I hope you know...
1. I want what is best for you. However, it is not that simple, because I want what is best for you in the long run, not just today, or tomorrow, not just what is best for your gymnastics, but what is best for you as a person. On occasion (or often) doing what is best for you doesn’t make me popular in the moment. I am willing to accept that. Like a parent, I understand that I am the adult and sometimes it is my job to make a decision that isn’t fun or easier, but is right.
2. Sometimes I don’t know what is best for you. I can do all of the research and learn all that I can, but sometimes what is best isn’t a black and white answer.
3. Many things in life are more important than gymnastics. Family, friendship, education, health, goals … you have to understand your personal priorities and make good decisions based on them.
4. I know that teenage life is hard. It’s hard to balance school, a social life, making good choices, friends, sleep, and family. It’s also hard to fit in. Life is challenging when you aren’t a dedicated athlete. Add an intense training schedule and your challenge quickly multiplies.
5. I dislike injuries as much as you. They aren’t fun. They put you on the sidelines. They ruin your plans. They can get in the way of your goals. However, you can often find a silver lining if you look hard enough.
6. You don’t have to know your future today. Things can and will change. You just have to decide that you are going to set goals and then start attacking them.
7. Life is not always fair. It just isn’t. Some days, practices, weeks, years will be better than others. However, more often than not good things do come to those who work hard.
8. Gymnastics is hard, I would be crazy to say anything different, but gymnastics is also worth it. We all know that being a successful gymnast comes at a high cost but it also has many pay offs. The lessons learned, the memories, and the experiences that you gain from being a gymnast can’t be traded.
9. I play favorites, most coaches and teachers do. I favor those who are punctual, grateful, caring, hard working, dedicated, honest, encouraging, and overall coachable.
10. I have learned that very rarely does an athlete come to practice with the mindset that they want to mess up or waste the day by not trying. The flipside is that very rarely is there a time that we couldn’t give just a little more (coaches included). More effort, dedication, leadership, communication, attention to detail, time spent on taking care of ourselves (sleeping, eating well, icing). There is a big difference between trying and giving your all.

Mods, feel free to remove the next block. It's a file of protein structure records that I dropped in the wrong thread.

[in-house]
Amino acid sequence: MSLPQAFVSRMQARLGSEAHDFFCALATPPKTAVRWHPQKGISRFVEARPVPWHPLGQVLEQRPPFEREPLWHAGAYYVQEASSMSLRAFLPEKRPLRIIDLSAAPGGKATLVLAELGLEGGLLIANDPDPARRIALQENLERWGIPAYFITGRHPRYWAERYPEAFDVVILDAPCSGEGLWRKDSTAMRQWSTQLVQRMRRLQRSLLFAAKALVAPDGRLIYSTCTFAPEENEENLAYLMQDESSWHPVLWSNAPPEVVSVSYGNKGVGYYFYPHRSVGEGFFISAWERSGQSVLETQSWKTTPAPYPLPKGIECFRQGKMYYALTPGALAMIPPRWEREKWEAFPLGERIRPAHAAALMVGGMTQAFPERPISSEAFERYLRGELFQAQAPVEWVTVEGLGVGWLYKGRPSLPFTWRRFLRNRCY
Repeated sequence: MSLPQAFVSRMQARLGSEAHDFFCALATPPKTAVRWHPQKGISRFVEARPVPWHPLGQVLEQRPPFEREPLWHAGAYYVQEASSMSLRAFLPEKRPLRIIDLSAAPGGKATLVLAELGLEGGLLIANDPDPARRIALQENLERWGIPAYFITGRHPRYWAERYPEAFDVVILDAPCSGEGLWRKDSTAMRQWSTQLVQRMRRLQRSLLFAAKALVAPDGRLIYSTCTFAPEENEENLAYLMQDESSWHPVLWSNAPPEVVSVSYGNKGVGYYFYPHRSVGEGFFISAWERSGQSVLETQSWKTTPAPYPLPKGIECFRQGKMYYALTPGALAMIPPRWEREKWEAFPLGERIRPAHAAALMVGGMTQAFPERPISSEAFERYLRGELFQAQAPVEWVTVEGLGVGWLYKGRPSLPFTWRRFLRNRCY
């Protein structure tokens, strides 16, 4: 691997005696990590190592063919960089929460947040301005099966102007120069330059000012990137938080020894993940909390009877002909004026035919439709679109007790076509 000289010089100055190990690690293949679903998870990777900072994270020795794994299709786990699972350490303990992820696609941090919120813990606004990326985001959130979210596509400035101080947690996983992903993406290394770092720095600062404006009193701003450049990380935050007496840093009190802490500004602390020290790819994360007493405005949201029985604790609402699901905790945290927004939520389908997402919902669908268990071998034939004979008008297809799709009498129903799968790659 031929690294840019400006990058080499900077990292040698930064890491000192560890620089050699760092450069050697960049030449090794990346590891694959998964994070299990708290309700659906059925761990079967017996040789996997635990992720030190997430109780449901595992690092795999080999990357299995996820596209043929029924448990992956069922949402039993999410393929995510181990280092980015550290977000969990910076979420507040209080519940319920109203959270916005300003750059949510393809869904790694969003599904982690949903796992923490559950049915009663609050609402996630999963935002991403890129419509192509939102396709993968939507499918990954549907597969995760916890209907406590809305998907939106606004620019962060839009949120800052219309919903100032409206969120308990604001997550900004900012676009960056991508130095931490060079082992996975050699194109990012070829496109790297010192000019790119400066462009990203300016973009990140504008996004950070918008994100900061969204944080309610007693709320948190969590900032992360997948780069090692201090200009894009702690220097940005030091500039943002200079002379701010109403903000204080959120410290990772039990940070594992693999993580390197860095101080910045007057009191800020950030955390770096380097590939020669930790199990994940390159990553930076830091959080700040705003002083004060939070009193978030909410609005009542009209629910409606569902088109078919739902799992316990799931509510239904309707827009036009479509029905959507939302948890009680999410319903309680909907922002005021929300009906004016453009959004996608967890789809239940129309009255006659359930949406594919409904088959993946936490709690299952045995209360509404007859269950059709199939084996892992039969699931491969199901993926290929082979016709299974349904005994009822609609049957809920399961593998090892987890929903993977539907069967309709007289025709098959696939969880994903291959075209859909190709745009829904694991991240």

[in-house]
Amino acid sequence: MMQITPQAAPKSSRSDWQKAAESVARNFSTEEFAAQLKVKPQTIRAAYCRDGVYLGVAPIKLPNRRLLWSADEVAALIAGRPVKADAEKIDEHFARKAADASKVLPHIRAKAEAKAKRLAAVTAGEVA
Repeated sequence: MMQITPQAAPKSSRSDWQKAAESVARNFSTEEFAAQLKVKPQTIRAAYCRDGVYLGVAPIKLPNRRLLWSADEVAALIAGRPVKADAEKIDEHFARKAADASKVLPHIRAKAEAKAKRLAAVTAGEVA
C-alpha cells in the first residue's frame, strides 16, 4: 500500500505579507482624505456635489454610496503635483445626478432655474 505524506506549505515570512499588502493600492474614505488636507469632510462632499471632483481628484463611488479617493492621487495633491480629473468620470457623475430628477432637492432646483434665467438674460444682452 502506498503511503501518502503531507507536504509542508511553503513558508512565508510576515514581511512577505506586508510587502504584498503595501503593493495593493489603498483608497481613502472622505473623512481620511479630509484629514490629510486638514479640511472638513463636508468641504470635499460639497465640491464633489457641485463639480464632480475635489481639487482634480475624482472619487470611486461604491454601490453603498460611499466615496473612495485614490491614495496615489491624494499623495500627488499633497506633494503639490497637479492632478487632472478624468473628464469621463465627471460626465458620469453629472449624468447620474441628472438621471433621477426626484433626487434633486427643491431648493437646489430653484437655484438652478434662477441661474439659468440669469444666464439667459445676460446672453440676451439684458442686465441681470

11. I am not a mind reader. I can often tell when something is not right. However, I need your help to understand what is going on to make your day, skill, or practice better.
12. Your attitude is contagious, as is mine. We have the opportunity to spread positive energy, negative energy, excitement, or anger. When you come to practice with a positive attitude it can help someone around you. Consider this, your attitude can spread to your best friend, the athletes in your level, the whole team, the whole gym. Your attitude can make the day better.
13. Yes, I have high expectations. I expect you to be punctual, present, and give your all. I expect you to use good form, become stronger each day, be more flexible than the day before, and learn new skills. I expect you to be a leader, be encouraging, a friend, and an example. No, I will not lower my expectations. Doing so would mean that I don’t believe in you. I do believe in you. I believe that you will not only meet my expectations but that you will also exceed them.
14. You are ultimately responsible for growing as a gymnast. I can provide you with corrections, feedback, drills, and conditioning that will help you. And I will. I will continue to provide you with every opportunity to learn and improve. I will not give up. You have to take all of the tools provided and use them to be the best you.
15. Gymnastics does not define you. It will help to create you. It will provide you with many fantastic opportunities, but you will always be a person first. Moving up a level, learning a new skill, missing a qualification, falling off the beam … none of those situations change how I feel about you. I care about you as a person. I care that you are happy and healthy. I care that you are reaching your goals. I care that you become the best you.